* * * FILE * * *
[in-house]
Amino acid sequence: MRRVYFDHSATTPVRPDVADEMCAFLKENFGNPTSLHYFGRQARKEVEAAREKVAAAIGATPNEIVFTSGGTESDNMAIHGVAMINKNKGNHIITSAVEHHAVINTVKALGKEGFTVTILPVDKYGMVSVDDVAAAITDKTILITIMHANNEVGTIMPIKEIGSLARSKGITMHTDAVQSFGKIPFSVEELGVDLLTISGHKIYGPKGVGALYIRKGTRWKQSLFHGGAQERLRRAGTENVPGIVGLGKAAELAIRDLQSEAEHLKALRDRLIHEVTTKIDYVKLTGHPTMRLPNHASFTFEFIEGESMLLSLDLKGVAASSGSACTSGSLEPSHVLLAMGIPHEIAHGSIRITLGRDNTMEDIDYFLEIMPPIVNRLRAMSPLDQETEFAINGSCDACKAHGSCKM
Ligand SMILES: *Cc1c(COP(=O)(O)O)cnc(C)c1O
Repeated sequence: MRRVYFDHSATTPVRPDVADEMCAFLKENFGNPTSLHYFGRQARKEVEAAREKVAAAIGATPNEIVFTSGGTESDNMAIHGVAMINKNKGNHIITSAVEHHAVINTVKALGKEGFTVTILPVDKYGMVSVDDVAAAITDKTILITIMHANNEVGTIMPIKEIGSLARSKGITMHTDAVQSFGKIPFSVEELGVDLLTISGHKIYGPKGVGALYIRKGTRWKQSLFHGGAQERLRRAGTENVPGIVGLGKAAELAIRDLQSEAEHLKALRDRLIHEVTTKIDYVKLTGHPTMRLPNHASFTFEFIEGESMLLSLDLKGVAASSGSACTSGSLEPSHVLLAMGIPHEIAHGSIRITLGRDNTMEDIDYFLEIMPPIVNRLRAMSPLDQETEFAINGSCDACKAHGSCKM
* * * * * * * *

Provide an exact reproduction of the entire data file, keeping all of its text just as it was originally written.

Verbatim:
[in-house]
Amino acid sequence: MRRVYFDHSATTPVRPDVADEMCAFLKENFGNPTSLHYFGRQARKEVEAAREKVAAAIGATPNEIVFTSGGTESDNMAIHGVAMINKNKGNHIITSAVEHHAVINTVKALGKEGFTVTILPVDKYGMVSVDDVAAAITDKTILITIMHANNEVGTIMPIKEIGSLARSKGITMHTDAVQSFGKIPFSVEELGVDLLTISGHKIYGPKGVGALYIRKGTRWKQSLFHGGAQERLRRAGTENVPGIVGLGKAAELAIRDLQSEAEHLKALRDRLIHEVTTKIDYVKLTGHPTMRLPNHASFTFEFIEGESMLLSLDLKGVAASSGSACTSGSLEPSHVLLAMGIPHEIAHGSIRITLGRDNTMEDIDYFLEIMPPIVNRLRAMSPLDQETEFAINGSCDACKAHGSCKM
Ligand SMILES: *Cc1c(COP(=O)(O)O)cnc(C)c1O
Repeated sequence: MRRVYFDHSATTPVRPDVADEMCAFLKENFGNPTSLHYFGRQARKEVEAAREKVAAAIGATPNEIVFTSGGTESDNMAIHGVAMINKNKGNHIITSAVEHHAVINTVKALGKEGFTVTILPVDKYGMVSVDDVAAAITDKTILITIMHANNEVGTIMPIKEIGSLARSKGITMHTDAVQSFGKIPFSVEELGVDLLTISGHKIYGPKGVGALYIRKGTRWKQSLFHGGAQERLRRAGTENVPGIVGLGKAAELAIRDLQSEAEHLKALRDRLIHEVTTKIDYVKLTGHPTMRLPNHASFTFEFIEGESMLLSLDLKGVAASSGSACTSGSLEPSHVLLAMGIPHEIAHGSIRITLGRDNTMEDIDYFLEIMPPIVNRLRAMSPLDQETEFAINGSCDACKAHGSCKM